Different relative currents on CT primaries

Different relative burdens on CT secondaries

Different DC time constants of the fault currents

Different time of occurrence, and degree, of CT saturation

Transformer Differential Protection


I_W1
I_W3

I_W2

I_W1 + I_W2 + I_W3 = 0 (?)

Practical problems

Y, D or Z connections

Different current magnitudes

Different phase angle shift

Zero sequence currents

Analog Differential Protection

Numerical Differential Protection

Typically, all CTs are directly star-connected to the IED

The conversion of all current contributions is performed


mathematically

Magnitude conversion of all current contributions to the magnitude reference side (normally the
HV-side (W1), i.e. the magnitude of the current contribution from each side is transferred to the
HV-side (W1)

Phase angle conversion of all current contributions to the phase reference side (using preprogrammed matrices). ABB: Phase reference is the first star-connected winding (W1W2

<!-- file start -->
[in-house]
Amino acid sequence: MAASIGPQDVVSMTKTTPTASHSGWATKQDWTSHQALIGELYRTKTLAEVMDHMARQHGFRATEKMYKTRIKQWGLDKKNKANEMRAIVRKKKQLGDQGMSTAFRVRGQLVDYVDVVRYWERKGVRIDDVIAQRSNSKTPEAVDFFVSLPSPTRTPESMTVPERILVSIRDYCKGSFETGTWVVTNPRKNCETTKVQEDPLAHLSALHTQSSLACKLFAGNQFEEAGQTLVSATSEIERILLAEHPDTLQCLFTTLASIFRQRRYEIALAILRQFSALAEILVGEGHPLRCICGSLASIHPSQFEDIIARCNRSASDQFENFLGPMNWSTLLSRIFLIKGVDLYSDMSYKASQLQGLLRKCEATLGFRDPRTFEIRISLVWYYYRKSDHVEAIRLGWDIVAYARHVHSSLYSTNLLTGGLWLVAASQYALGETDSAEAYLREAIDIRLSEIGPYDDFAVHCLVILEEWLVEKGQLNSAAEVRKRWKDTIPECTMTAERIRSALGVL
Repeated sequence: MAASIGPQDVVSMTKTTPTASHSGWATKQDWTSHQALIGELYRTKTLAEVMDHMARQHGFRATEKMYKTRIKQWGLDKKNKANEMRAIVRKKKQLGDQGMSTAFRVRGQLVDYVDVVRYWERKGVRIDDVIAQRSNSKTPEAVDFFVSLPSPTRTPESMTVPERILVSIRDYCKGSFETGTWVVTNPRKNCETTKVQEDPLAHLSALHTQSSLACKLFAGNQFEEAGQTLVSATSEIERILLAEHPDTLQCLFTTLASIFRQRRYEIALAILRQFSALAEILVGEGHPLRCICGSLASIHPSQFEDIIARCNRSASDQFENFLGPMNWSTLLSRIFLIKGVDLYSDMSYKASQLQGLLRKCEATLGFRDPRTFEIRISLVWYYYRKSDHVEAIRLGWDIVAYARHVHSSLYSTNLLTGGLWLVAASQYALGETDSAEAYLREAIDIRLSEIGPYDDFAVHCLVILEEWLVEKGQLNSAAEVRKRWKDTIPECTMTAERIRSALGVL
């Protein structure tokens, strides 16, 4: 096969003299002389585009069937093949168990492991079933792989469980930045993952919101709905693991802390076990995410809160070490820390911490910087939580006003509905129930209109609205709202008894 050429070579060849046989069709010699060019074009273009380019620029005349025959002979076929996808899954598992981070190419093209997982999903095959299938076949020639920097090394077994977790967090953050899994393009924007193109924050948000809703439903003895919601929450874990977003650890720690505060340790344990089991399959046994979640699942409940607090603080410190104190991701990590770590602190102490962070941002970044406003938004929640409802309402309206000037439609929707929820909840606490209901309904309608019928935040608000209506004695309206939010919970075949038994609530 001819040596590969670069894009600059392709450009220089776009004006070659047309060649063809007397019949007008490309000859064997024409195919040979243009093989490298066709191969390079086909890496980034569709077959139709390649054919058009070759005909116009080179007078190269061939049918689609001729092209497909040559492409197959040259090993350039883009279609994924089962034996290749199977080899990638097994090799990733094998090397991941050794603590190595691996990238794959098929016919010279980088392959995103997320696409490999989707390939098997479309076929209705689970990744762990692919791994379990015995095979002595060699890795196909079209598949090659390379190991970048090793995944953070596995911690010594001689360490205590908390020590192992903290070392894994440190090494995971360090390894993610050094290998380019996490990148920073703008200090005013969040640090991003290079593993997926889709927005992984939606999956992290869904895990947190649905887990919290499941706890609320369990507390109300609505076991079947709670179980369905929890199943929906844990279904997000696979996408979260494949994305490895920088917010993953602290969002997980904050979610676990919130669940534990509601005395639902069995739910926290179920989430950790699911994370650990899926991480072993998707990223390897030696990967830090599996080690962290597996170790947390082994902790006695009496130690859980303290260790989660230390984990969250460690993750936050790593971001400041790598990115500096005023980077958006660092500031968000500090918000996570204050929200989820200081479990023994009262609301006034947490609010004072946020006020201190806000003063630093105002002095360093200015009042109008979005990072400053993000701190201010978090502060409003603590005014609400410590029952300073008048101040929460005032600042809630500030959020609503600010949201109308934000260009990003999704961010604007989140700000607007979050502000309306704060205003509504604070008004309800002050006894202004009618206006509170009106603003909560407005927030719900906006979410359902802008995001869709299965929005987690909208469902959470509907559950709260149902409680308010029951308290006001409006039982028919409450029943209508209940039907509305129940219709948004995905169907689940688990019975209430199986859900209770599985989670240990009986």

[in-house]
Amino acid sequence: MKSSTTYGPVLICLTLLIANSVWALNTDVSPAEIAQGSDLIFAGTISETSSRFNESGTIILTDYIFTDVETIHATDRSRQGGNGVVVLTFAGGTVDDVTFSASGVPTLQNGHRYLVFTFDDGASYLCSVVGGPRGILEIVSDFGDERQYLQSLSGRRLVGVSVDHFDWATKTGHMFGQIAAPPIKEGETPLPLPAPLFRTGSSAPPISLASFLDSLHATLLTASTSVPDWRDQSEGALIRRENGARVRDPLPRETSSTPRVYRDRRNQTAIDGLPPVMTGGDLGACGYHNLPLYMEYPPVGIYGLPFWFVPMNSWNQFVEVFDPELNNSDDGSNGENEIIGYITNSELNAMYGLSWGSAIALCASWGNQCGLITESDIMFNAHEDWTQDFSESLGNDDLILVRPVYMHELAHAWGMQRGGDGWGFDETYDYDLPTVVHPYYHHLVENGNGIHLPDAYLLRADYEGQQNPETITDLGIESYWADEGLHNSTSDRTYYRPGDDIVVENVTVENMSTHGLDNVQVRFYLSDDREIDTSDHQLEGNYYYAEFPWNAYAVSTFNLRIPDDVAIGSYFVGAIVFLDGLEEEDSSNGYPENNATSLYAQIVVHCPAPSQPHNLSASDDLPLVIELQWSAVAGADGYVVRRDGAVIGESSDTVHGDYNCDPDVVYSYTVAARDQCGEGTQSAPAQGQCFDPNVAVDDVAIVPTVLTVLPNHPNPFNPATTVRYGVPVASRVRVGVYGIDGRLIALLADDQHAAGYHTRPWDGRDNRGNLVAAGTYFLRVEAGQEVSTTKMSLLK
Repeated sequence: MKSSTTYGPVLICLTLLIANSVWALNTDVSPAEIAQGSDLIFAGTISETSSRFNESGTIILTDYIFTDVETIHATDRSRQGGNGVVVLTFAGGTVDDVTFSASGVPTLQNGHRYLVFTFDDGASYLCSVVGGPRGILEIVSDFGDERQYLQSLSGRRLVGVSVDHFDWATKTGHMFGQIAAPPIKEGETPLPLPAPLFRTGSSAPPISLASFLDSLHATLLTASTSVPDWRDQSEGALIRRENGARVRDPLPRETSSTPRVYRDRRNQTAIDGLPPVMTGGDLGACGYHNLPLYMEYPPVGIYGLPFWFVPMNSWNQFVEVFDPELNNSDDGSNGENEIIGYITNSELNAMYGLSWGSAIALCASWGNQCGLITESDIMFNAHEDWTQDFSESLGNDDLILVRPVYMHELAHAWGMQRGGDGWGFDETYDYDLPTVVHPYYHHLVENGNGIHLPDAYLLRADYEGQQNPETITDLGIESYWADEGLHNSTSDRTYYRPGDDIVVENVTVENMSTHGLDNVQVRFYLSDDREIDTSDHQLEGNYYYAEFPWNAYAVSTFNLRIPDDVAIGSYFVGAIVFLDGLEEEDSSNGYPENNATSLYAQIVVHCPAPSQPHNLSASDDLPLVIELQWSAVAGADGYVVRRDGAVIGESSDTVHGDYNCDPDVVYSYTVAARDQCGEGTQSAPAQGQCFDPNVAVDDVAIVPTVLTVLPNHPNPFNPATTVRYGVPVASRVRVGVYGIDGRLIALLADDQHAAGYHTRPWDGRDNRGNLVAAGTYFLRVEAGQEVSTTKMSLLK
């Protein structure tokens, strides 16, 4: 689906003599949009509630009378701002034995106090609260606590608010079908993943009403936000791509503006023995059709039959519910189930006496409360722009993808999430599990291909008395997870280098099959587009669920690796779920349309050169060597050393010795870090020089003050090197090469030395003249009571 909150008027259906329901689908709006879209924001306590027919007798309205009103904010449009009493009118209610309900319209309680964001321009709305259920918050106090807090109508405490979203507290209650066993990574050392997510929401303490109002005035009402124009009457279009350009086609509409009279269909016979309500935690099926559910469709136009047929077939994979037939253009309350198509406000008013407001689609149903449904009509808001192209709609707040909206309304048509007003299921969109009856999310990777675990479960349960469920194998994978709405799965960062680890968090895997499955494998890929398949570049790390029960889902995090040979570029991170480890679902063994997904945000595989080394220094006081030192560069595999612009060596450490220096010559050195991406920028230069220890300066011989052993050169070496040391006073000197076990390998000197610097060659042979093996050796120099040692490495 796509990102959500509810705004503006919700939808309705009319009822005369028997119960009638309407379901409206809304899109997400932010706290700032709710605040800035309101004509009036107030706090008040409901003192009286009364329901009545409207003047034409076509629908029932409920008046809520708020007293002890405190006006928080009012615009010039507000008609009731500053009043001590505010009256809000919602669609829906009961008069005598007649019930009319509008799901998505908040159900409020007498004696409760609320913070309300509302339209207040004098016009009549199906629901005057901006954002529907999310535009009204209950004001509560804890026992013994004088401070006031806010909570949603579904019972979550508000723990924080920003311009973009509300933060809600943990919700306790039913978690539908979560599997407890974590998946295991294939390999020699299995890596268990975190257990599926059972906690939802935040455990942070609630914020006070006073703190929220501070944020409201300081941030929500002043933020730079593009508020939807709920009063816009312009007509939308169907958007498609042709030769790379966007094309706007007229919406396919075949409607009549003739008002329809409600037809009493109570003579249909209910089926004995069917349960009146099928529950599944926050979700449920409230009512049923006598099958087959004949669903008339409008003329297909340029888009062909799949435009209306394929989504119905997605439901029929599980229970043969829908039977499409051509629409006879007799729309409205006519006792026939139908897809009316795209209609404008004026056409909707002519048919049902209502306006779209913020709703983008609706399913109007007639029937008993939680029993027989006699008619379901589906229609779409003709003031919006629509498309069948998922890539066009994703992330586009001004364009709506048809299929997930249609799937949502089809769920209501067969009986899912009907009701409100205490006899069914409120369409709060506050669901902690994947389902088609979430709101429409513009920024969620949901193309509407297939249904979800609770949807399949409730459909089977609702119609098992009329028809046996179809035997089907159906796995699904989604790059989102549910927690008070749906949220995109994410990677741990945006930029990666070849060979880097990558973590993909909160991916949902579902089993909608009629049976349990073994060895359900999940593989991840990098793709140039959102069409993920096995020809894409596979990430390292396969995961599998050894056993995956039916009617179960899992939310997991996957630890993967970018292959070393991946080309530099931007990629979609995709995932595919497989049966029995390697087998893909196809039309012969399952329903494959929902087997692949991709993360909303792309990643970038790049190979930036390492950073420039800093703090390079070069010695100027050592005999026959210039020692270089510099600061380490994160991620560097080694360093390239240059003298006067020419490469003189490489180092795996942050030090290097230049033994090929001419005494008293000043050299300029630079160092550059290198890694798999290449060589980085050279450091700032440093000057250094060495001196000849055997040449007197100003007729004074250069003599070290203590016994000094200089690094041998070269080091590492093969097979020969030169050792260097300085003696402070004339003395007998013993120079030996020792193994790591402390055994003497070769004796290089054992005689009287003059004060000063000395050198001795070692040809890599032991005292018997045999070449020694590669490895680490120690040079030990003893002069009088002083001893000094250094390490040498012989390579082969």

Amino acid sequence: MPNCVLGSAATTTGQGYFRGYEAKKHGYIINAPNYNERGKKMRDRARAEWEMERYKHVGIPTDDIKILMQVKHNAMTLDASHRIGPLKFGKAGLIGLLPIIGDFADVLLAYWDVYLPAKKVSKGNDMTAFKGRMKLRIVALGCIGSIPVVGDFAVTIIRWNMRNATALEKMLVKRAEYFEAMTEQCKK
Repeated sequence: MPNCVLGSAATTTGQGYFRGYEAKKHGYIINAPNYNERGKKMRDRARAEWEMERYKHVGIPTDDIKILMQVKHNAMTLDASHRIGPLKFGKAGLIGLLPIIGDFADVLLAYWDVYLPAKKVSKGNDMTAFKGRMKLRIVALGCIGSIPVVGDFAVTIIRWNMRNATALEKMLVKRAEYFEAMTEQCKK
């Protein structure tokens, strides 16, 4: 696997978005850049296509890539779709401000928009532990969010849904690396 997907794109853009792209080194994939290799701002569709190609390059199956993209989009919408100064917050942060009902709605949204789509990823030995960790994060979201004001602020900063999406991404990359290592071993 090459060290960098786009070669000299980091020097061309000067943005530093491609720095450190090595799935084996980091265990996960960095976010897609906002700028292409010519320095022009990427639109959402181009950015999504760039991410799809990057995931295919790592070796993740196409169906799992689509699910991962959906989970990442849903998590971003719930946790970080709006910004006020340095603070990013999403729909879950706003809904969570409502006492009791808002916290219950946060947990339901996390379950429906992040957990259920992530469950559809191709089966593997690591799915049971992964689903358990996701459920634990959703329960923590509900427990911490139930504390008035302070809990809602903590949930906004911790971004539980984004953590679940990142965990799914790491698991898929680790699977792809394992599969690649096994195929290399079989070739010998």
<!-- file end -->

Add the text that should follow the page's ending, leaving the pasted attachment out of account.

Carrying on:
W3), otherwise if no star winding, first delta-connected winding (W1 W2 W3)

The power transformer connection type, the vector group and the subtraction of zero
sequence currents (On/Off) are setting parameters from these the differential protection
calculates off-line the matrix coefficients, which are then used in the on-line calculations

If the subtraction of the zero sequence currents from the current contribution from any
winding is required (set On), a matrix with different coefficients will be used (does both
the phase angle conversion and zero sequence current subtraction)

Numerical Differential Protection

Two-winding transformer
= 1 as W1 (HV-winding) is normally the magnitude reference

Ur_W 1

Differential
currents (in
W1-side
primary
amperes)

Contribution
from W1
side to
differential
currents

Contribution
from W2
side to
differential
currents

DCCL1_W1
DCCL2_W1
DCCL3_W1

DCCL1_W2
DCCL2_W2
DCCL3_W2

3x1 matrix

3x1 matrix

A, B are 3x3 matrices

Values for the A, B matrix


coefficients depend on

Winding connection type,


i.e. star (Y/y) or delta (D/d)

Transformer vector group,


i.e. Yd1, Yd5, etc (which
introduces a phase shift
between winding currents in
multiples of 30)

Zero sequence current


elimination set On / Off

Numerical Differential Protection